What is it?
Where do you start when trying to describe a car like the new £125,000, 591bhp Nissan GT-R Nismo? I mean it does so many things that can fry your mind – metaphorically, mathematically and physically, often all at the same time – that you can’t help but be overwhelmed by it, at least to begin with at any rate.
And perhaps the most amazing thing of all about the genuinely amazing new GT-R Nismo is that, fundamentally, it’s based on a car that’s now seven summers old. The original GT-R was launched in 2007. I remember, because I went to Japan to drive it. I also remember flying back to the UK with the outer edges of my imagination in tatters about what it could do.
But this new Nismo version is something else again. Dynamically it represents not just a small step but a leap forwards in every direction, and having driven it on both road and track in the UK, I’m struggling once again to get my head around how it can do what it does.
So what’s new about it? Lots. The 3.8-litre V6 twin-turbo engine is basically an extensive chipping job with some upgrades to the key bits of the internals to prevent it from trying to eat itself on high boost. Power rises to 591bhp, torque to 481lb ft, both of which represent fairly slight increases given the £47k price hike compared with the standard 542bhp GT-R.
But the engine is not where the time and money was spent in creating the Nismo GT-R. Instead the car’s engineers focused on improving the bits they knew would make the biggest difference at their holy grail: the Nürburgring. And to make the Nismo GT-R as fast as it could be around the Nordschleife they centred on the suspension, the four wheel-drive system, the tyres and, most of all, on the aerodynamics.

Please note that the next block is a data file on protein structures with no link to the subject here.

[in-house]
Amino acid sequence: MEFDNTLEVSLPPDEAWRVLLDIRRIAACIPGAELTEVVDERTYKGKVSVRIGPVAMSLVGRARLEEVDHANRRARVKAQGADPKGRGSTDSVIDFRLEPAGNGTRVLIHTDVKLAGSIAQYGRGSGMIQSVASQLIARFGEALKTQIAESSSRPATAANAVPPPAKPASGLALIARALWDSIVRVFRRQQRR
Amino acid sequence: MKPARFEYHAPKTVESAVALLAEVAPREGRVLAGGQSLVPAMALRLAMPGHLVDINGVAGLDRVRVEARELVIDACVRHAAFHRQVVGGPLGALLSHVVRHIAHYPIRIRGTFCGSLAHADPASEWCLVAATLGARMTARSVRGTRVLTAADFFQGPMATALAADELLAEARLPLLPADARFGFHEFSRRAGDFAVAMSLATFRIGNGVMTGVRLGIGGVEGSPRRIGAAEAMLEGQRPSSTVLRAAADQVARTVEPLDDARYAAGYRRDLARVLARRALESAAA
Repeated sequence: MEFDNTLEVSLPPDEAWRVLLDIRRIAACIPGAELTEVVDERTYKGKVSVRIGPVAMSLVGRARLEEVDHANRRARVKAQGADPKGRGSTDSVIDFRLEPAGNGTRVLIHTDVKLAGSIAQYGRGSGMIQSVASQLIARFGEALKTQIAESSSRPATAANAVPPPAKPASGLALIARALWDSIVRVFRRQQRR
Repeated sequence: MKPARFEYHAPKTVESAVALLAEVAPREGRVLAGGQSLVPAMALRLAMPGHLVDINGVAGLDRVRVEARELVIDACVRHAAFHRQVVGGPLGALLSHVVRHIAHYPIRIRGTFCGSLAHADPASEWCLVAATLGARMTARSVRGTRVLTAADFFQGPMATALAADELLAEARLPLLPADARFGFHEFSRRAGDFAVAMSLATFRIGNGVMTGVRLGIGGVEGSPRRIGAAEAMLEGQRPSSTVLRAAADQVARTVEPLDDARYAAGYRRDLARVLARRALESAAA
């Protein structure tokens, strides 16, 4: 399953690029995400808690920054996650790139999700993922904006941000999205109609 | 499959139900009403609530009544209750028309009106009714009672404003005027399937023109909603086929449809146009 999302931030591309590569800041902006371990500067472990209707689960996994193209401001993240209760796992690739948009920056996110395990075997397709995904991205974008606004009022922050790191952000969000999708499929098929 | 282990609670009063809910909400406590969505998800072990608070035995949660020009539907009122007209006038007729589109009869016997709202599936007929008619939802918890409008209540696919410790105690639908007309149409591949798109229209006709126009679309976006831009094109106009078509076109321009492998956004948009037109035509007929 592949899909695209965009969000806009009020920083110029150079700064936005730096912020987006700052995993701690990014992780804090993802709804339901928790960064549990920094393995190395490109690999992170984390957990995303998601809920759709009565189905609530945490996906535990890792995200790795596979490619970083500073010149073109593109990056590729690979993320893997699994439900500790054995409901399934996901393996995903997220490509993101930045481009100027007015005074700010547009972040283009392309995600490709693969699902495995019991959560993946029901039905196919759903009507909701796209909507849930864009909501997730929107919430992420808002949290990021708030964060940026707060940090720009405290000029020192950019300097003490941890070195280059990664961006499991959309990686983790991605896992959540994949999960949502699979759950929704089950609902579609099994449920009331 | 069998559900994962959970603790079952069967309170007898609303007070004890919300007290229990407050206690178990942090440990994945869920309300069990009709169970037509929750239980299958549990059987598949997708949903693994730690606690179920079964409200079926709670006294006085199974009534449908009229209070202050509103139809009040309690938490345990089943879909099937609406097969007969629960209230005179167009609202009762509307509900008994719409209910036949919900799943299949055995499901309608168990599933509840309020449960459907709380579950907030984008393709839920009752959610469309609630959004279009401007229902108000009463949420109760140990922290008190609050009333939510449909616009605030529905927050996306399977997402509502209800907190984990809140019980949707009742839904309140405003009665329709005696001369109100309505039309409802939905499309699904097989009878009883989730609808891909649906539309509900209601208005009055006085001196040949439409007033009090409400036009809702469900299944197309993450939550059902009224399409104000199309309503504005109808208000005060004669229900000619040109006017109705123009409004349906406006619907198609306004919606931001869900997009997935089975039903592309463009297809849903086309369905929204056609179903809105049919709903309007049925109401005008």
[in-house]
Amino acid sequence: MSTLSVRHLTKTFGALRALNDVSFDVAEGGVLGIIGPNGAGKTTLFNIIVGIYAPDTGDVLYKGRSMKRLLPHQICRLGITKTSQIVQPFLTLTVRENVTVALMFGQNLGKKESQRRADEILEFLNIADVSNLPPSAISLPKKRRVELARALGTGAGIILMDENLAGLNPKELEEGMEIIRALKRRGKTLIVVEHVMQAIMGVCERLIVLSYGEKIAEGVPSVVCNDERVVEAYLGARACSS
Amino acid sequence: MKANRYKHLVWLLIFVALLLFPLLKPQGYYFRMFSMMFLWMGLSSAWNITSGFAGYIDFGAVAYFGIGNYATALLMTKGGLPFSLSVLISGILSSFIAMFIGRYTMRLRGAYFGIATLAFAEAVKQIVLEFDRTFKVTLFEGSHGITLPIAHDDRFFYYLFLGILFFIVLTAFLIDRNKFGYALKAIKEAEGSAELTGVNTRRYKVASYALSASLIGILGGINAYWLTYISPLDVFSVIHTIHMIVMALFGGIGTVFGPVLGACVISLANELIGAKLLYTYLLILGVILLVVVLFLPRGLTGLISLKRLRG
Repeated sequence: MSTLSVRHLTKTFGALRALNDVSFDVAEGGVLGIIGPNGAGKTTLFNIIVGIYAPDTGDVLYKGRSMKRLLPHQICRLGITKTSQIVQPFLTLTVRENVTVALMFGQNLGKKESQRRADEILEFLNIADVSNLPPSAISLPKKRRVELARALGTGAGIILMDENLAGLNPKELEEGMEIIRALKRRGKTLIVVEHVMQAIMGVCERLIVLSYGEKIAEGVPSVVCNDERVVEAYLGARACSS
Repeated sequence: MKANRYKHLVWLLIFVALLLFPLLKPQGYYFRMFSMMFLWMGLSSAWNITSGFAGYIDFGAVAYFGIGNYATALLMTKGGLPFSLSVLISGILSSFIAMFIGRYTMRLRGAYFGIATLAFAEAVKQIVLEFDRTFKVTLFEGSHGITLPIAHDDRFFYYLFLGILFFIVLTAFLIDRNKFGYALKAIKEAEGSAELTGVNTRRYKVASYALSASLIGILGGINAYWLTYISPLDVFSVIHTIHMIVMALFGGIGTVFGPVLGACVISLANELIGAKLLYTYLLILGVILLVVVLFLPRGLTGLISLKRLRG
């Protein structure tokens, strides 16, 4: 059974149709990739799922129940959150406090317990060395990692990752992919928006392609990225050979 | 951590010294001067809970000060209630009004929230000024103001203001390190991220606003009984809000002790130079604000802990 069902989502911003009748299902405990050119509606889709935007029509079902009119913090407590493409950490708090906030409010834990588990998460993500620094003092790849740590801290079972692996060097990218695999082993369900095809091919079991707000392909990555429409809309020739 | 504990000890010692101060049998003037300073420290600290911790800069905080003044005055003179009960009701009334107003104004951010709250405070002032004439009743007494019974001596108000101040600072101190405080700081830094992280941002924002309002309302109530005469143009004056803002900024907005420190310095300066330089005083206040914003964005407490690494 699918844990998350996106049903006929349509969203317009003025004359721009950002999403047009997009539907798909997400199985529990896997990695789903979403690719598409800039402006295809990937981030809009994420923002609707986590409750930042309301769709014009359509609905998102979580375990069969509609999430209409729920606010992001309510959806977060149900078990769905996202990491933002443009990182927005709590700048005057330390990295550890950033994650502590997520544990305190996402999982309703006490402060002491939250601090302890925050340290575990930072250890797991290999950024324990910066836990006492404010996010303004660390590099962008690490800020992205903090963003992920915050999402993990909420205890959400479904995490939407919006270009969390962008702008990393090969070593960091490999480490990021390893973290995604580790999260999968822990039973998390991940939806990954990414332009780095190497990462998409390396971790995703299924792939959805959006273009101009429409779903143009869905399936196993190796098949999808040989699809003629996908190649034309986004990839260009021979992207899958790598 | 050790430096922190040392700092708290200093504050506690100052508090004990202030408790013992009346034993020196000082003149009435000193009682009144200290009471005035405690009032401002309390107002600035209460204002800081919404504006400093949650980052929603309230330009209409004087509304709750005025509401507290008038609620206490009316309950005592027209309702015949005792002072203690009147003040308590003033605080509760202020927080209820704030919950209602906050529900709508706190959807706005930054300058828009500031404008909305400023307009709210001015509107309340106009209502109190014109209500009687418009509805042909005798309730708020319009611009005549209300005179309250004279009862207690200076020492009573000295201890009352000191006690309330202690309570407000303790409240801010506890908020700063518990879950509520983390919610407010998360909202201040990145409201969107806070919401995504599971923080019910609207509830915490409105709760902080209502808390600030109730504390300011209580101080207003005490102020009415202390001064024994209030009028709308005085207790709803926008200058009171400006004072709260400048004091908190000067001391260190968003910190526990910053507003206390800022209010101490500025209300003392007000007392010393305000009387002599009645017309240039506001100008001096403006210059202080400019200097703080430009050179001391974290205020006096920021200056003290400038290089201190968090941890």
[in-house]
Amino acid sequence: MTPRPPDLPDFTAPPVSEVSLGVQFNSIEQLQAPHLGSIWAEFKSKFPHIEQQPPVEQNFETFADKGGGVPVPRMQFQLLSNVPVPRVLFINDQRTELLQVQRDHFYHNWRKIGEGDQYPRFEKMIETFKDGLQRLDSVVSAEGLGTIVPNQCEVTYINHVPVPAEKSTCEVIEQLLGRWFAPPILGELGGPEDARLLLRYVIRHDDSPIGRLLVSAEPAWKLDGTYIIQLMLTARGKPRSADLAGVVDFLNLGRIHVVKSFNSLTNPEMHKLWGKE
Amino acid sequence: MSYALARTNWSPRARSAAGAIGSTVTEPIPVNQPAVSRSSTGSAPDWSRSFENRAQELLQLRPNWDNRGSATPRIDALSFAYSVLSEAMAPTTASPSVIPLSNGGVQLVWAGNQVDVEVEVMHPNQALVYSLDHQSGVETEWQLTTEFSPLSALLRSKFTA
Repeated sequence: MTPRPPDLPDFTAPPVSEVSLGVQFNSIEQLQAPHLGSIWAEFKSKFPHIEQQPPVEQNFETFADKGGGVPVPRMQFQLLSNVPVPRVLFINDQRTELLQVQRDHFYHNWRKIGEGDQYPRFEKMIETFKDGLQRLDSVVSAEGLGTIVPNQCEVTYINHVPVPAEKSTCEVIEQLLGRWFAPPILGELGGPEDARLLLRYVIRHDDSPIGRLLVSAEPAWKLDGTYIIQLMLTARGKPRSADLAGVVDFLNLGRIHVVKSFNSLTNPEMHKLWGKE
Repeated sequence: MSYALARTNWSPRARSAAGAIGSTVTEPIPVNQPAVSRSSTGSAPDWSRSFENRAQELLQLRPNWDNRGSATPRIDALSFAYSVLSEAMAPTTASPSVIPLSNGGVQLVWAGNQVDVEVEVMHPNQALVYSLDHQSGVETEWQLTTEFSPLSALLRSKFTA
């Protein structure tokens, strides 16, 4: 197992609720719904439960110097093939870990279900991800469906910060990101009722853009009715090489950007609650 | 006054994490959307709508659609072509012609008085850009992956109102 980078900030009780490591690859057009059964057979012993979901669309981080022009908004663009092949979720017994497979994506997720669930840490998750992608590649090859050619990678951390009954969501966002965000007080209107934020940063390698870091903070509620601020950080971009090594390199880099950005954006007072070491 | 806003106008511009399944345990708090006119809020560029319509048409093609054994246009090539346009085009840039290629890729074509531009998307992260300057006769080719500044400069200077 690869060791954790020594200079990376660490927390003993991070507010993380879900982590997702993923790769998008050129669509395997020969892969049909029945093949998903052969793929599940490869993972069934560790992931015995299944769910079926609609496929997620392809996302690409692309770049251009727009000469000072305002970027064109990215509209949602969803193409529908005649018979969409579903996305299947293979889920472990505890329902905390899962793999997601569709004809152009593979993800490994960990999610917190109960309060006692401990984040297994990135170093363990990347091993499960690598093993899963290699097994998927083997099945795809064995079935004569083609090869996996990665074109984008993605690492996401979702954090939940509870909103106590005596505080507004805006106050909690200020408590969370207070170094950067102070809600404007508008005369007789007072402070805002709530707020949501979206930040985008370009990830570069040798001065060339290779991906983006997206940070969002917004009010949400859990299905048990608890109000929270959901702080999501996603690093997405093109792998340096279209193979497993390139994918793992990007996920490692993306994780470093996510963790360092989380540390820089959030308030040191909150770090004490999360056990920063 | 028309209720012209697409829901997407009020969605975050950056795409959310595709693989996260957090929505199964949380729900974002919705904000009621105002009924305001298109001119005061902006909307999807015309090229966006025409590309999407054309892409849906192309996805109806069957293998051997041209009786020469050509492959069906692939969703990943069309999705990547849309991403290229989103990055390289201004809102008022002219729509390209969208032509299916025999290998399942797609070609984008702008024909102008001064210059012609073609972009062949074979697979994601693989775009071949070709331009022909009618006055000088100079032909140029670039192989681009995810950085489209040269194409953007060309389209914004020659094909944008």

As such, the Nismo has all the usual suspension upgrades you’d expect; stiffer springs, bigger (but lighter because they are hollow) anti-roll bars, ultra trick adjustable Bilstein dampers and a set of phenomenally sticky tyres that were developed bespoke for the car by Dunlop. Even when cold you can tell just from the tread pattern that the Nismo’s tyres are a bit naughty, but get some heat into them and then give them a prod and they feel as soft as a Haribo on a hot summer’s day. Which equals grip, basically, and lots of it.
But what’s made arguably even more difference, certainly to the way the car drives, are the alterations in geometry to both the front (double wishbone) and rear (multi-link) suspension. New links for the wishbones at the front and modifications to the hubs front and rear have, in conjunction with a slightly stiffer bodyshell thanks to new bonding tenchiques compared with the standard car, enabled the Nismo’s engineers to set the car up in a much more aggressive way. We’ll come to the results in a moment.
You can see the new body parts with your own eyes, and whether you like what they do for the GT-R’s appearance or not is, of course, entirely subjective (I personally think it looks fantastic, though I’m not sure what the neighbours would think with one of these things parked on the drive). But what you can’t possibly appreciate until you drive it is how much extra downforce the Nismo’s various new skirts and spoilers help to produce.